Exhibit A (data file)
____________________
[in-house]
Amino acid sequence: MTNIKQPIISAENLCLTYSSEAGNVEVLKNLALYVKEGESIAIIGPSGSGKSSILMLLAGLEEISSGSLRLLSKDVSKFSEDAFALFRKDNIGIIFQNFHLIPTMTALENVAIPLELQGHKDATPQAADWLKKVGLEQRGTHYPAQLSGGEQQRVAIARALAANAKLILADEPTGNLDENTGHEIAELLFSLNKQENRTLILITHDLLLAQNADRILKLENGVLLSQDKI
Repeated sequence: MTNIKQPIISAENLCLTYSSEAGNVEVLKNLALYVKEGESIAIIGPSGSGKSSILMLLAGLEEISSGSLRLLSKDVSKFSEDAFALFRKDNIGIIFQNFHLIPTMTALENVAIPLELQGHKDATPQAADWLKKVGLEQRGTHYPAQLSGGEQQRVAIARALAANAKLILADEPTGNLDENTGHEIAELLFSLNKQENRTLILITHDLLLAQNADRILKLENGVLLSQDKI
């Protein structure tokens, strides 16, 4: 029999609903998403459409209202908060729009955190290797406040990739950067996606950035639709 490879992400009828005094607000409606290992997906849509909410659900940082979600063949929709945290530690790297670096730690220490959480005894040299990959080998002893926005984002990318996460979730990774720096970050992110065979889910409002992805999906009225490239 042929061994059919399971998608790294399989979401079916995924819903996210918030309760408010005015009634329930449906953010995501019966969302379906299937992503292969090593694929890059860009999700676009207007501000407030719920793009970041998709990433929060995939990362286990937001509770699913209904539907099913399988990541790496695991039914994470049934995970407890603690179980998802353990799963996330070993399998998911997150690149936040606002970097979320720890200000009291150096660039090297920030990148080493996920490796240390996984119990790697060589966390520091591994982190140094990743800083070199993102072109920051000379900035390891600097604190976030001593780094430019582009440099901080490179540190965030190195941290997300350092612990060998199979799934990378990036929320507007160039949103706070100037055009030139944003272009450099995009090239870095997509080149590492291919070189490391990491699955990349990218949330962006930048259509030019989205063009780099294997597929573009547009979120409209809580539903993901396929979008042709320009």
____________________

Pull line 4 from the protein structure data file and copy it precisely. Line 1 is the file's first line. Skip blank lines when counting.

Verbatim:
């Protein structure tokens, strides 16, 4: 029999609903998403459409209202908060729009955190290797406040990739950067996606950035639709 490879992400009828005094607000409606290992997906849509909410659900940082979600063949929709945290530690790297670096730690220490959480005894040299990959080998002893926005984002990318996460979730990774720096970050992110065979889910409002992805999906009225490239 042929061994059919399971998608790294399989979401079916995924819903996210918030309760408010005015009634329930449906953010995501019966969302379906299937992503292969090593694929890059860009999700676009207007501000407030719920793009970041998709990433929060995939990362286990937001509770699913209904539907099913399988990541790496695991039914994470049934995970407890603690179980998802353990799963996330070993399998998911997150690149936040606002970097979320720890200000009291150096660039090297920030990148080493996920490796240390996984119990790697060589966390520091591994982190140094990743800083070199993102072109920051000379900035390891600097604190976030001593780094430019582009440099901080490179540190965030190195941290997300350092612990060998199979799934990378990036929320507007160039949103706070100037055009030139944003272009450099995009090239870095997509080149590492291919070189490391990491699955990349990218949330962006930048259509030019989205063009780099294997597929573009547009979120409209809580539903993901396929979008042709320009």